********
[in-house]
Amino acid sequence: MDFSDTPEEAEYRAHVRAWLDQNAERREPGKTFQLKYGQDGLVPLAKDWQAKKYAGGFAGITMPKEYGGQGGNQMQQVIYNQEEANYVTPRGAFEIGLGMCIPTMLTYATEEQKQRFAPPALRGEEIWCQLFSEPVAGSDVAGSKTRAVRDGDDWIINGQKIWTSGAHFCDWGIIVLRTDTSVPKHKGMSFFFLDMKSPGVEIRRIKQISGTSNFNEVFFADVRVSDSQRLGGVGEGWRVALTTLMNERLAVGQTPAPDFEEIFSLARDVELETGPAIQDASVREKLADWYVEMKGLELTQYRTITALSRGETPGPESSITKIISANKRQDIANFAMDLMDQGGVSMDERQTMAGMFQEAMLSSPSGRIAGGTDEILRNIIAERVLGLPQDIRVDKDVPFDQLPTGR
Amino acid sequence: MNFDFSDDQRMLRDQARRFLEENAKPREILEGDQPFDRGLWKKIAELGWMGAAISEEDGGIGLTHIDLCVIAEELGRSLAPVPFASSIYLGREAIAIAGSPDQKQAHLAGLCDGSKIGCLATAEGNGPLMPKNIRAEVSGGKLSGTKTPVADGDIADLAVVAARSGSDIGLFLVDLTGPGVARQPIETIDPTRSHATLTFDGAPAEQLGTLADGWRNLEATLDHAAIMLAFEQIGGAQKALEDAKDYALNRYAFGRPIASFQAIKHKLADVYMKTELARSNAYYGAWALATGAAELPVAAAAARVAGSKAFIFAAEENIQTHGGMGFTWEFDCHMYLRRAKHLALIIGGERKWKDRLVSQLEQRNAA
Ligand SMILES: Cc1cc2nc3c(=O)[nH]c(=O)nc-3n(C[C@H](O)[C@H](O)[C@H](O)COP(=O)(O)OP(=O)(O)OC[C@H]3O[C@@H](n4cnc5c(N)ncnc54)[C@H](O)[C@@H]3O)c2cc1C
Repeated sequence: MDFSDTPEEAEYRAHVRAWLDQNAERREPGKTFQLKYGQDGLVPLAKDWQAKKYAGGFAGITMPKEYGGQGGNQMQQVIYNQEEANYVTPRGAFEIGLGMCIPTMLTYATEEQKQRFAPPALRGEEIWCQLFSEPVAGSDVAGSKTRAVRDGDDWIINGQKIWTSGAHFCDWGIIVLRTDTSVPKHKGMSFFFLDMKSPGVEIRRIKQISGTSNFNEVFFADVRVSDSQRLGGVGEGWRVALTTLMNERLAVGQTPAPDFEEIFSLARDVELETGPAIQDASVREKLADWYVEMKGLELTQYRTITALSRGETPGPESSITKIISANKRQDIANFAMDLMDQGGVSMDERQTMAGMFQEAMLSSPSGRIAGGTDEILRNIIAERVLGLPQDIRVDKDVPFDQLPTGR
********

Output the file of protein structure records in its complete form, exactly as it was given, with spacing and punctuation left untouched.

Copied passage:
[in-house]
Amino acid sequence: MDFSDTPEEAEYRAHVRAWLDQNAERREPGKTFQLKYGQDGLVPLAKDWQAKKYAGGFAGITMPKEYGGQGGNQMQQVIYNQEEANYVTPRGAFEIGLGMCIPTMLTYATEEQKQRFAPPALRGEEIWCQLFSEPVAGSDVAGSKTRAVRDGDDWIINGQKIWTSGAHFCDWGIIVLRTDTSVPKHKGMSFFFLDMKSPGVEIRRIKQISGTSNFNEVFFADVRVSDSQRLGGVGEGWRVALTTLMNERLAVGQTPAPDFEEIFSLARDVELETGPAIQDASVREKLADWYVEMKGLELTQYRTITALSRGETPGPESSITKIISANKRQDIANFAMDLMDQGGVSMDERQTMAGMFQEAMLSSPSGRIAGGTDEILRNIIAERVLGLPQDIRVDKDVPFDQLPTGR
Amino acid sequence: MNFDFSDDQRMLRDQARRFLEENAKPREILEGDQPFDRGLWKKIAELGWMGAAISEEDGGIGLTHIDLCVIAEELGRSLAPVPFASSIYLGREAIAIAGSPDQKQAHLAGLCDGSKIGCLATAEGNGPLMPKNIRAEVSGGKLSGTKTPVADGDIADLAVVAARSGSDIGLFLVDLTGPGVARQPIETIDPTRSHATLTFDGAPAEQLGTLADGWRNLEATLDHAAIMLAFEQIGGAQKALEDAKDYALNRYAFGRPIASFQAIKHKLADVYMKTELARSNAYYGAWALATGAAELPVAAAAARVAGSKAFIFAAEENIQTHGGMGFTWEFDCHMYLRRAKHLALIIGGERKWKDRLVSQLEQRNAA
Ligand SMILES: Cc1cc2nc3c(=O)[nH]c(=O)nc-3n(C[C@H](O)[C@H](O)[C@H](O)COP(=O)(O)OP(=O)(O)OC[C@H]3O[C@@H](n4cnc5c(N)ncnc54)[C@H](O)[C@@H]3O)c2cc1C
Repeated sequence: MDFSDTPEEAEYRAHVRAWLDQNAERREPGKTFQLKYGQDGLVPLAKDWQAKKYAGGFAGITMPKEYGGQGGNQMQQVIYNQEEANYVTPRGAFEIGLGMCIPTMLTYATEEQKQRFAPPALRGEEIWCQLFSEPVAGSDVAGSKTRAVRDGDDWIINGQKIWTSGAHFCDWGIIVLRTDTSVPKHKGMSFFFLDMKSPGVEIRRIKQISGTSNFNEVFFADVRVSDSQRLGGVGEGWRVALTTLMNERLAVGQTPAPDFEEIFSLARDVELETGPAIQDASVREKLADWYVEMKGLELTQYRTITALSRGETPGPESSITKIISANKRQDIANFAMDLMDQGGVSMDERQTMAGMFQEAMLSSPSGRIAGGTDEILRNIIAERVLGLPQDIRVDKDVPFDQLPTGR